Austin-Strength-Coach-Kent-Smith

9 Questions For Kent Smith – Austin’s Fittest Man Over 60 (2015)

Kent Smith is a husband, a father of 4, an attorney and a 2 x winner of Austin’s Fittest Man Over 60 (2014, 2015).
Kent-Smith-High-Performance
photos by Brian Fitzsimmons

I noticed Kent at this years Austin Fittest competition.  He was calm, focused, and always smiling.  He was also ripped.  He ended up winning his age division for the second time.  I didn’t introduce myself that day.  But the next time we met, I did.  I made sure to.  Kent has an energy about him.  Good energy.  I wanted to hang around him and get to know him.

Cedar-Park-Texas-Strength-Coach

I met Kent the second time at “True Athlete Games” where both he and I were competing just a couple of weeks after Austin’s Fittest.  He was cheering on the other competitors, encouraging and yep, still smiling.  We talked, laughed and he introduced me to his teenage son who was also competing in this event.  I made a mental note to reach out to Kent after the competition because I wanted to know more about him.  What’s his background?  What drives him?  What’s his diet like?  And more. Hope you enjoy this “High Performance Interview” with Kent Smith as much as I did.

 “You will never find a great athlete who coaches himself to greatness.”

 

1. Tell us about your upbringing and background

I was born and raised in Fort Worth. I moved to Austin when I came to the University of Texas in 1972. After undergraduate school, I worked on a ship and then as a bank examiner for two years. Both jobs involved travel, which is what I really wanted to do. Then I went to UT Law School. I worked at a large law firm in Austin for 32 years. Early in my legal career, I also worked at Whole Foods (the one at 9th and Lamar). For the last two years, I have worked as a solo practitioner but have spent a lot of time trying to get fit.

2.  How did you get into fitness?

I played baseball and soccer in high school, and some intramural sports in college, but I wasn’t a standout by any means. I was the guy reading books and studying. But I always wanted to be more athletic. I played soccer in Austin city leagues but my fitness declined over time. Finally I decided to really get fit. The immediate impetus was that I wanted to join the military. At my age (in my 50s), only the National Guard would even consider my application. So . . . I trained in order to be able to pass, or excel at, the military PT tests. In the long run, I wasn’t able to get into the National Guard, but I stuck with working out. I found that you can achieve some little successes, and you can build on those to achieve more success. As you do that, your confidence grows, and you find that you are in a positive spiral where one good thing leads to another.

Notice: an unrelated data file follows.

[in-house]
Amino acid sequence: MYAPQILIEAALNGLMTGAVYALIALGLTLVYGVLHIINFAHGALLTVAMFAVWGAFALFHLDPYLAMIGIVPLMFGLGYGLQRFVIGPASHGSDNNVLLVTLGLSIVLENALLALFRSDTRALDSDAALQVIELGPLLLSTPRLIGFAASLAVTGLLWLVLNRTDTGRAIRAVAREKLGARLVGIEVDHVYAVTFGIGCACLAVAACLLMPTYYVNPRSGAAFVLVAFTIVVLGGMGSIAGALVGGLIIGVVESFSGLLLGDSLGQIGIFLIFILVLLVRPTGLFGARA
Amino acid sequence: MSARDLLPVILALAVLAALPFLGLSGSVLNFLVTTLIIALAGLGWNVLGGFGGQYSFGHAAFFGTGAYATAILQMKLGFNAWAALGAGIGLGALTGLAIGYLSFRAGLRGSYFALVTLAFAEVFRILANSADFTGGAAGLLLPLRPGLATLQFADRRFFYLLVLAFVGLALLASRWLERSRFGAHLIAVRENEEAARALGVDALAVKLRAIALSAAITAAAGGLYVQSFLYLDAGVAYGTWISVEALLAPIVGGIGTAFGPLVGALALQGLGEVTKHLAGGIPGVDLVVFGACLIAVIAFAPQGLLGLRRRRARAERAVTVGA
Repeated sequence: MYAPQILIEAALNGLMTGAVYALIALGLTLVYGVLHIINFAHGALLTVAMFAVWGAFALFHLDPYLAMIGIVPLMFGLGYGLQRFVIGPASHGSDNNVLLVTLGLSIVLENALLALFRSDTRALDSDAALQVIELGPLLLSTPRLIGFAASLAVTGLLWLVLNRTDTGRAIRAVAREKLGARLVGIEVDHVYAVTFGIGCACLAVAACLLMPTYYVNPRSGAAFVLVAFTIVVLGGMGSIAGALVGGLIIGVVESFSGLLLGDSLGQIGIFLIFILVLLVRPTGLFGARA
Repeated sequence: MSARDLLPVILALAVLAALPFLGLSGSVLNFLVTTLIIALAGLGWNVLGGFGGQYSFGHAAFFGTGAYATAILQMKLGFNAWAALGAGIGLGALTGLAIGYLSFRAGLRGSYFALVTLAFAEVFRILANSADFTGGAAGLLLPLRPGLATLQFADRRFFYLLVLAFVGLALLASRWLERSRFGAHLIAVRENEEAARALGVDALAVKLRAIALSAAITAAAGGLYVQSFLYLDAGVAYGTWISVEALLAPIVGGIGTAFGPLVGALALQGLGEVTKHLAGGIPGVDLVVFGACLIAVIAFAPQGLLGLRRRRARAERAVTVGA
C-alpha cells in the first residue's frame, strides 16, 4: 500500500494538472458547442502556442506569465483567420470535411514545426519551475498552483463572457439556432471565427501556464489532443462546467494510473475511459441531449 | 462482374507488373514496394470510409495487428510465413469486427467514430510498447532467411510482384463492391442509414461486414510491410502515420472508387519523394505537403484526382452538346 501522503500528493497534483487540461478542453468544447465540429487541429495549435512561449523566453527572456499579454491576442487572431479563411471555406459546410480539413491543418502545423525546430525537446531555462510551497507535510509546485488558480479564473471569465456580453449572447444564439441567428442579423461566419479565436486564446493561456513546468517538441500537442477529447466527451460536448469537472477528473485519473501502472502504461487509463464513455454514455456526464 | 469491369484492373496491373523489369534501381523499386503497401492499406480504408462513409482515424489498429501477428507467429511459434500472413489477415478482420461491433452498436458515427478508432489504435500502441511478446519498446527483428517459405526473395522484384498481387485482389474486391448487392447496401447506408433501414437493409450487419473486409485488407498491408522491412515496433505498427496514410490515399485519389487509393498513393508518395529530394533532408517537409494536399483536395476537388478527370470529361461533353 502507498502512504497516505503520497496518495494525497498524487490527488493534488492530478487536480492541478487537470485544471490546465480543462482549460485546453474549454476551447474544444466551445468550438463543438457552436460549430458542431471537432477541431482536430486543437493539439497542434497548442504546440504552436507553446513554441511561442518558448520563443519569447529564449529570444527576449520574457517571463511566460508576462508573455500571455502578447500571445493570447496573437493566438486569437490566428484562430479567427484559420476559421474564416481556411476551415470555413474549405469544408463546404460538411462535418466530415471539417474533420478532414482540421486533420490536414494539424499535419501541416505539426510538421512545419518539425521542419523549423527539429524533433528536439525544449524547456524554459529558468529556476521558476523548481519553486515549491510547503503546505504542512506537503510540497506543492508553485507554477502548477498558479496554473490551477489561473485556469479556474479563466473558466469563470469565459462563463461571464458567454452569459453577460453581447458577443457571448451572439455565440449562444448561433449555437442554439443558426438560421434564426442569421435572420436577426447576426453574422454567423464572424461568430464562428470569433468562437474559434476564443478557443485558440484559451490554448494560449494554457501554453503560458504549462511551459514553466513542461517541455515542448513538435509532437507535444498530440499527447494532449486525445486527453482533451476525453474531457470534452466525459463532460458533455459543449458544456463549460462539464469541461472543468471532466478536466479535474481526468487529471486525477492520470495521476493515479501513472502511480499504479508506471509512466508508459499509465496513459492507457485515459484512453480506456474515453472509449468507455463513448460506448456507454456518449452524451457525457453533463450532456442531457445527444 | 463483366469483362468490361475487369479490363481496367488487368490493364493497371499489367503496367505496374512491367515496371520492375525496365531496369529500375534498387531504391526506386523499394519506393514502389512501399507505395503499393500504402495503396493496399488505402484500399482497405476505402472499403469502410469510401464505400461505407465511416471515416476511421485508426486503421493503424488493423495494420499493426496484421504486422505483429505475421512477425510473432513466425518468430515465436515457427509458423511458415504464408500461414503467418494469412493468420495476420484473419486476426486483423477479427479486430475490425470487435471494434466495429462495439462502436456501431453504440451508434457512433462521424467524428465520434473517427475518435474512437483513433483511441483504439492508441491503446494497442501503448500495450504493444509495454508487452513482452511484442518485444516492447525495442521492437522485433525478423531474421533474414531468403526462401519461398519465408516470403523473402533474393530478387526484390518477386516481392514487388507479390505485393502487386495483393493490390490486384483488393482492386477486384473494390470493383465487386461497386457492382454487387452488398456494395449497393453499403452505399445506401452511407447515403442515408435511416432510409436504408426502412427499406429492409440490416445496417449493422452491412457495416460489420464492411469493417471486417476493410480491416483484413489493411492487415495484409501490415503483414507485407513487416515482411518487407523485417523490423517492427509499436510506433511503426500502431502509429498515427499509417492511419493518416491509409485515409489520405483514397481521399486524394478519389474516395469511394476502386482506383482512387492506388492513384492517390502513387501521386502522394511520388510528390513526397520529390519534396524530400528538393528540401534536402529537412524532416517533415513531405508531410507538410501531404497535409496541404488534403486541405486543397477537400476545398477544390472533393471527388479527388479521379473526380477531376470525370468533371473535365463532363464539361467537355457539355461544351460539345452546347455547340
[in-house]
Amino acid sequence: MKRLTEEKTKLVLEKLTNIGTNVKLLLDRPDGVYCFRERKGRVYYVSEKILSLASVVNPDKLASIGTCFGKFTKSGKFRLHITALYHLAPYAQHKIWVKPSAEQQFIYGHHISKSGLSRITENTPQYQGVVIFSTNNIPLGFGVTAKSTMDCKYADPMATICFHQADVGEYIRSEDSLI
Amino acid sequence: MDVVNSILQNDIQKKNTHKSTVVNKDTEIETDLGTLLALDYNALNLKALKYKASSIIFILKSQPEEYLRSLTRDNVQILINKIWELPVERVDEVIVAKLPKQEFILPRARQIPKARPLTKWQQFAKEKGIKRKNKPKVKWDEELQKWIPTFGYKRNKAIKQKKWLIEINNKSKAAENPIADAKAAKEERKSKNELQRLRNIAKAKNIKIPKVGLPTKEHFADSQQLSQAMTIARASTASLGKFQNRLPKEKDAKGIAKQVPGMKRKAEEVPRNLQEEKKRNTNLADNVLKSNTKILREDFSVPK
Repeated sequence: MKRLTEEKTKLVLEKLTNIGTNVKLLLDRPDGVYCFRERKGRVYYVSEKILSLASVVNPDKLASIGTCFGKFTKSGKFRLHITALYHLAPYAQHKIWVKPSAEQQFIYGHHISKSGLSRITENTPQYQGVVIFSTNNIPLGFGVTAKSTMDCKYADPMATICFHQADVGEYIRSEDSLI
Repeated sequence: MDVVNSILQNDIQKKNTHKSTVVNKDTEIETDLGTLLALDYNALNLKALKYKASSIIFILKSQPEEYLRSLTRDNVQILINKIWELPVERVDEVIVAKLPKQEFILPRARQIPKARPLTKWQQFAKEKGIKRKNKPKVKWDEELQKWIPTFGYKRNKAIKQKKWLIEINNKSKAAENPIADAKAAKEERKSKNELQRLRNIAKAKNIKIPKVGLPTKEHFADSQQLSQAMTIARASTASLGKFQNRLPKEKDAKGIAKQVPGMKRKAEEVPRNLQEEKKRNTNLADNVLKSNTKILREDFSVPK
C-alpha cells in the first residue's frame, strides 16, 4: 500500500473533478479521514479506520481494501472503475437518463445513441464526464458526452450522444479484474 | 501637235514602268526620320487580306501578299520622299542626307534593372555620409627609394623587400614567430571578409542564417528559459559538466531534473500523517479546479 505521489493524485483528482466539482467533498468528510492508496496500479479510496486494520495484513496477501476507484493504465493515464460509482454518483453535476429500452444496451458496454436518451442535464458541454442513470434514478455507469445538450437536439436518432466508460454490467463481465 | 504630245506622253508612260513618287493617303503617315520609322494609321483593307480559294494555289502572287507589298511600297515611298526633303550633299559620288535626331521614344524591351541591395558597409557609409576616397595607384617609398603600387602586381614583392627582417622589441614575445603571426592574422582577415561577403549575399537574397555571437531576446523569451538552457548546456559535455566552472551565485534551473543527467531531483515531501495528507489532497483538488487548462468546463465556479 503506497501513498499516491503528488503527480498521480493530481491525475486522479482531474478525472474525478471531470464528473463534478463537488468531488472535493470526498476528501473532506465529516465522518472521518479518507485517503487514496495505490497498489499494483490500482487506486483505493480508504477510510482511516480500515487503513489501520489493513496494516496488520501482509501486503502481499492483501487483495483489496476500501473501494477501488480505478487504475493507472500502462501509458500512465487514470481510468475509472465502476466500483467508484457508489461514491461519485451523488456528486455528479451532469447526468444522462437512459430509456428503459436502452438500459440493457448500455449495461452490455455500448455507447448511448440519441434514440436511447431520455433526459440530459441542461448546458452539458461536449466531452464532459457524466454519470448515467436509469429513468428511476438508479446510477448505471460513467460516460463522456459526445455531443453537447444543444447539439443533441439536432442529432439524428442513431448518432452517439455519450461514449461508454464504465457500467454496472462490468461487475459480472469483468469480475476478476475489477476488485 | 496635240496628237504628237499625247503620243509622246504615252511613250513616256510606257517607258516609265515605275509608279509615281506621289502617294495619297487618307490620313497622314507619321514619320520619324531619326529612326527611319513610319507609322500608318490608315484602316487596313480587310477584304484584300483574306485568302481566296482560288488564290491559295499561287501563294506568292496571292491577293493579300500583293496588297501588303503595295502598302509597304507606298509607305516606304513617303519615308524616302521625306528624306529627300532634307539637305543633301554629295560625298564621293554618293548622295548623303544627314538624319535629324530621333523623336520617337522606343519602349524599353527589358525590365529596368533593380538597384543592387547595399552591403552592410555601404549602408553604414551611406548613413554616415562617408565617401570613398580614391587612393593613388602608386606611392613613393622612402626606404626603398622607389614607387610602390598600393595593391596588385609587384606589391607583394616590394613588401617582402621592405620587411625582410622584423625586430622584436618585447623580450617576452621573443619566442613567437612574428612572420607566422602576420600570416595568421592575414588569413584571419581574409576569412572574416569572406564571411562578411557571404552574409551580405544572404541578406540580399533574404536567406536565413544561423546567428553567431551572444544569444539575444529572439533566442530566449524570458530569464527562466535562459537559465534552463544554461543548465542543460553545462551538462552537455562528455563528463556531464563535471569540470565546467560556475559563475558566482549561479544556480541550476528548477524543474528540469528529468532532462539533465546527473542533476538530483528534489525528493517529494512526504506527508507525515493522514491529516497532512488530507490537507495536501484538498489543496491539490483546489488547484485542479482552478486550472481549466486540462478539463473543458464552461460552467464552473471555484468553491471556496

3. What’s your nutritional approach?

I eat a healthy (some would say strict) diet. I eat a lot of protein, lots of rice and vegetables, and some fruit. I don’t eat much bread or pasta. I don’t eat sweets very often except fruit. I don’t drink liquor. My friend Joey Trombetta (a trainer at Heat Bootcamp) says that his diet is “always great, and sometimes perfect”, and I try to live up to that. Probably the biggest realization I have made in my fitness journey is that I am in charge of how healthy I am. I need to provide the right fuel for my body. I can make my weight go up or down. I can change my physique, if I do the required work. It is great to have that control, but it also means I have no one to blame but myself if I fall short of my goals. I like that.

austin-high-performance

4. How do you stay motivated?

To stay motivated, I try to think how the things I do (working out, eating right) will benefit me. It is important to have both short term goals and long term goals. Short term goals (like hitting a new PR in weightlifting, or getting to a certain body fat percentage) keep you motivated.

My long term goal is to be as fit as I can be. My desire to be fit makes me want to work out and helps me avoid most temptations. It is interesting though. The most difficult is when we compare different things in different time periods; for example, comparing the short term pleasure of eating ice cream with the long term benefit of being fit. If I resist the temptation of eating ice cream, it is true that I will not see immediate results. But it is a small step toward a longer term goal of being fit.

I just used a lot of words to say that, but the point is that it is helpful to keep the long term goal in mind.